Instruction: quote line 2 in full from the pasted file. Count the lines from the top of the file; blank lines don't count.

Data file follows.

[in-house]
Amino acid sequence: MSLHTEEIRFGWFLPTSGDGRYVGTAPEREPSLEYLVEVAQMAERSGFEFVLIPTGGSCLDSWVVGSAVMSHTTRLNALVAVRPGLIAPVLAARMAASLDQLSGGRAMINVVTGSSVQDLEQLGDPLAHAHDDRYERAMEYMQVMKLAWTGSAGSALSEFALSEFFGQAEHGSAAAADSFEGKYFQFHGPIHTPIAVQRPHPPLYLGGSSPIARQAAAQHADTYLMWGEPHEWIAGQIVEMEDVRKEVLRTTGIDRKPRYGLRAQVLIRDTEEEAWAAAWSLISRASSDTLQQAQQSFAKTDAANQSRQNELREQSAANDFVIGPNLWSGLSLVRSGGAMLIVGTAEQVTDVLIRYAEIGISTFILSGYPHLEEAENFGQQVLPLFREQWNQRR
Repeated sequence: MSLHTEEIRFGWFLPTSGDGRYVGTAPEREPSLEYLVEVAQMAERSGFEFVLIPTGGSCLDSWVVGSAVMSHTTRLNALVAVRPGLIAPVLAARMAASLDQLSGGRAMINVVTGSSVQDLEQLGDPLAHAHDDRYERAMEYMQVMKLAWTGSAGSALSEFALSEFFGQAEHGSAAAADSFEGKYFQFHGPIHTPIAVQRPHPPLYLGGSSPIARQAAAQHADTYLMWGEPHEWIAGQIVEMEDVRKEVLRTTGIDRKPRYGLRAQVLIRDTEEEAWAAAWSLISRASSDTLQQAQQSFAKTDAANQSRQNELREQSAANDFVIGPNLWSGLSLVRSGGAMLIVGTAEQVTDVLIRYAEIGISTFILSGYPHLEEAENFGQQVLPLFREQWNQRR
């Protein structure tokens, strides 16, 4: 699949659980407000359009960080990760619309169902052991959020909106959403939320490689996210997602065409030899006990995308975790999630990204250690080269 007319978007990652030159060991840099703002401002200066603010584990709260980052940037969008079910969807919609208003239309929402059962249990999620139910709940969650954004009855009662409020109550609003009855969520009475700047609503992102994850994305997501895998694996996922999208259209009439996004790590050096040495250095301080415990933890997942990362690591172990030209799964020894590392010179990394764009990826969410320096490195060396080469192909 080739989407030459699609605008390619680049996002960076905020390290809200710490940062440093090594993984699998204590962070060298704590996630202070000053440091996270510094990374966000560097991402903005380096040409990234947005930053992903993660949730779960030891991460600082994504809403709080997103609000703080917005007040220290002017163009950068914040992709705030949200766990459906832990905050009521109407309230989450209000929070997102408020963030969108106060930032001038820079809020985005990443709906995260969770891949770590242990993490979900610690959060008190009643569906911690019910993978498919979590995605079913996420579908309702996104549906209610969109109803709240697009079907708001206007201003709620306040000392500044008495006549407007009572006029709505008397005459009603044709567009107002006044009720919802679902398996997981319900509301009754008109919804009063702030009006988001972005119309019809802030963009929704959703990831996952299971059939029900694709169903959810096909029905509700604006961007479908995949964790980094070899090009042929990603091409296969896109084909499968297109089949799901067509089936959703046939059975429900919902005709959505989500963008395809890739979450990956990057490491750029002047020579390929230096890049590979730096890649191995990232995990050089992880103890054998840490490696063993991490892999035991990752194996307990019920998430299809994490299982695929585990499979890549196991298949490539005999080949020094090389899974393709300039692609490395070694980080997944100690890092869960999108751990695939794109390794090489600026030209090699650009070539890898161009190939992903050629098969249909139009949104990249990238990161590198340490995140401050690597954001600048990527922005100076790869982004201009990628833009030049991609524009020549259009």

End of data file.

Amino acid sequence: MSLHTEEIRFGWFLPTSGDGRYVGTAPEREPSLEYLVEVAQMAERSGFEFVLIPTGGSCLDSWVVGSAVMSHTTRLNALVAVRPGLIAPVLAARMAASLDQLSGGRAMINVVTGSSVQDLEQLGDPLAHAHDDRYERAMEYMQVMKLAWTGSAGSALSEFALSEFFGQAEHGSAAAADSFEGKYFQFHGPIHTPIAVQRPHPPLYLGGSSPIARQAAAQHADTYLMWGEPHEWIAGQIVEMEDVRKEVLRTTGIDRKPRYGLRAQVLIRDTEEEAWAAAWSLISRASSDTLQQAQQSFAKTDAANQSRQNELREQSAANDFVIGPNLWSGLSLVRSGGAMLIVGTAEQVTDVLIRYAEIGISTFILSGYPHLEEAENFGQQVLPLFREQWNQRR